On 19 April 1980, more than 50,000 Parisians marched via the streets to mourn the lack of one among their very own. Was it for a famous pop superstar, a cherished baby-kisser, or a nationally precious athlete? Nope, it became the funeral of Jean-Paul Sartre, the French existential truth seeker and winner of the Nobel prize in literature (which he refused, along with the $500,000 prize money, out of subject it’d compromise his unbiased thinking). In America, that mass public display of grief and affection is generally reserved for pop culture icons, no longer unapologetic intellectuals. Maybe it’s time to rethink that precedence.
I can’t imagine the demise of an American philosopher or literary author drawing one of these enormous crowds. But we flip out for our fallen sports activities heroes: Babe Ruth had a hundred and fifty,000 at his funeral, and Muhammad Ali had one hundred,000. Both are nicely deserved. On the other hand, how many attended the 1996 funeral of similarly earning?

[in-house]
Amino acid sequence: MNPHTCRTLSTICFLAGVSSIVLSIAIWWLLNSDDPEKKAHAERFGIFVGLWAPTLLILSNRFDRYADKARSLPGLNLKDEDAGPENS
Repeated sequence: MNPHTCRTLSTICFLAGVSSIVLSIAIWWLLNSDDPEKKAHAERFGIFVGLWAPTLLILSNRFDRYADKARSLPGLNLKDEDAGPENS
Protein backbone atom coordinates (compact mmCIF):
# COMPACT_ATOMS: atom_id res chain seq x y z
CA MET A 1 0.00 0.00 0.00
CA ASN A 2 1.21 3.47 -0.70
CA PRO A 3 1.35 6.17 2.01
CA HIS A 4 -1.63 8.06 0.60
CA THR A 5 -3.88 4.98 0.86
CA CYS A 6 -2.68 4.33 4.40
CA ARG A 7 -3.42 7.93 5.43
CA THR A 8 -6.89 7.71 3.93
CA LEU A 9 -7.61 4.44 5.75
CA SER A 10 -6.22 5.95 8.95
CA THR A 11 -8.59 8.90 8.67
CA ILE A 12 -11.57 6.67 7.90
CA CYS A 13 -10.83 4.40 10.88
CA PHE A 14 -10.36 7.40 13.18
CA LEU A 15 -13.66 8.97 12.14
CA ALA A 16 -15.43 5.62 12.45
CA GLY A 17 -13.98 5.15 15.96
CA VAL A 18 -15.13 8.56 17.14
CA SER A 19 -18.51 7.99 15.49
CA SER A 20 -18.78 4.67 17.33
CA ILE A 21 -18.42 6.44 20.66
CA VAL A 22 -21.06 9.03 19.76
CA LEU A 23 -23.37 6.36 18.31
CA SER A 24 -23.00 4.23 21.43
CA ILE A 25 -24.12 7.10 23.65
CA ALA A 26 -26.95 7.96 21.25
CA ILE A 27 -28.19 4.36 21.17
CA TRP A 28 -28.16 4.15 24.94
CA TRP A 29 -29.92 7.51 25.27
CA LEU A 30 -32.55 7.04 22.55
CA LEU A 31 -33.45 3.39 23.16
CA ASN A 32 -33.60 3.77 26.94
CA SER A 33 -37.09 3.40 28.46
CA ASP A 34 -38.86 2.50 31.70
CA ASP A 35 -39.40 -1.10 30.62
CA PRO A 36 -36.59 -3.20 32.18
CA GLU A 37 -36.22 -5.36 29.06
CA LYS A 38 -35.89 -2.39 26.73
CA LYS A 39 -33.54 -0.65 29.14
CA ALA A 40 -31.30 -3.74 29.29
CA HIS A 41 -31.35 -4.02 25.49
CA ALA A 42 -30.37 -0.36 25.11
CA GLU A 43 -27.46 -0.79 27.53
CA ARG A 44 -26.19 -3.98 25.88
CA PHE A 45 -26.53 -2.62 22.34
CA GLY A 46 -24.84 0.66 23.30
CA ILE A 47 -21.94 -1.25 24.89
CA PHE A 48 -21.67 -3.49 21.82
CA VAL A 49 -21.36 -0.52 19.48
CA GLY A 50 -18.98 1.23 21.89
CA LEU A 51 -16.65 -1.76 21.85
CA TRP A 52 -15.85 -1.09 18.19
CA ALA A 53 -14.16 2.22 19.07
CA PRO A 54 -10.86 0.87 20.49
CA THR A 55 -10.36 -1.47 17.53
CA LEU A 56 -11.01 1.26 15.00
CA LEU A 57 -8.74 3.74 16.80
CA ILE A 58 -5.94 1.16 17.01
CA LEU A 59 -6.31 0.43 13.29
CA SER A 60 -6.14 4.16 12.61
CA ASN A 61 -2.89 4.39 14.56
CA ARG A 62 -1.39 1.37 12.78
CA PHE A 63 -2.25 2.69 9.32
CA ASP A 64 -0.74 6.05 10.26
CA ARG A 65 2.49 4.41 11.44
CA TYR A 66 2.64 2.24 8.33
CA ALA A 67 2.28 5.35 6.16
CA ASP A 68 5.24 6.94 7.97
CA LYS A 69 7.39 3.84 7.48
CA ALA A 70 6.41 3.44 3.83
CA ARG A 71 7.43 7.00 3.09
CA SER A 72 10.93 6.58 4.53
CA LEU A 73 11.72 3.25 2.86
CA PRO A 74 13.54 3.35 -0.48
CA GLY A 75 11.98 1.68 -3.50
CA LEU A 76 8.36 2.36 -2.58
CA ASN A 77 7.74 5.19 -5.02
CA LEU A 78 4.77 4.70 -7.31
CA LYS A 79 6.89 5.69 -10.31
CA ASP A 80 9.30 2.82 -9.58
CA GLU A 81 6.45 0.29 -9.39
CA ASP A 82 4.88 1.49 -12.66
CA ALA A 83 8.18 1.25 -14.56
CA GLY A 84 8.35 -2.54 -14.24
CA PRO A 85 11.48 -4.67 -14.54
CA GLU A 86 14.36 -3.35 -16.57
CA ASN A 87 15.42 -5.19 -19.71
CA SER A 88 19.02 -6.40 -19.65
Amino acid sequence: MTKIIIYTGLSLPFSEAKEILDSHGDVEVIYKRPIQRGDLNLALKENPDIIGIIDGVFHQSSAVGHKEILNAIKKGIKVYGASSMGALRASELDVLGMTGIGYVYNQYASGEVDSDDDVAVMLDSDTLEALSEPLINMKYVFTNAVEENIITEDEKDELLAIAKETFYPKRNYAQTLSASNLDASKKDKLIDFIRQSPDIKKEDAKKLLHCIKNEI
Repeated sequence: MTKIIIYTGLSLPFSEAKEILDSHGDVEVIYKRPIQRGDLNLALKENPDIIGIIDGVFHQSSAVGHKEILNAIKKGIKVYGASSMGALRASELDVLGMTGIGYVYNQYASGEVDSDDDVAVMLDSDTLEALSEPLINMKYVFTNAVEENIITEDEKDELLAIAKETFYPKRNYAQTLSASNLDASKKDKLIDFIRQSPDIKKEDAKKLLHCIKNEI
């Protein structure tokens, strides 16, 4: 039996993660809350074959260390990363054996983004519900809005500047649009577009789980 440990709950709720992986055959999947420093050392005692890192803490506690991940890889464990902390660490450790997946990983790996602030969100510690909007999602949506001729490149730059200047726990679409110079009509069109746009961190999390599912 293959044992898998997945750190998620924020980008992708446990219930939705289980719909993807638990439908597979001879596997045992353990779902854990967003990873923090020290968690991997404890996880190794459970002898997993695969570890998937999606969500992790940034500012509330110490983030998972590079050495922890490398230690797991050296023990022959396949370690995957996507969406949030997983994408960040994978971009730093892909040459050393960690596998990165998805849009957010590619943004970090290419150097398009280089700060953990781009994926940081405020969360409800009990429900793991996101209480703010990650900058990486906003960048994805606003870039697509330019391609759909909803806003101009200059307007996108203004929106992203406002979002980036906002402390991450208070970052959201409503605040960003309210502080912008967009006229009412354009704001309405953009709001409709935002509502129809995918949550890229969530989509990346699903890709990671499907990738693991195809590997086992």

American poet laureate Joseph Brodsky, an immigrant who gained the Nobel Prize in literature in 1987? I don’t know the answer because the statistics aren’t even available. Can most people even name a single present-day American philosopher or influential literary writer with the convenience of seeing a Kardashian? If the answer is not any, our initial reaction needs to be a mild sense of shame (and perhaps a quick Google search), but it might be more likely to scoff and push aside the query with a smug “Who cares?” But this on-the-spot dismissal reflects a troubling fashion of lazy and conceited anti-intellectualism that has authentic and threatening results for American society.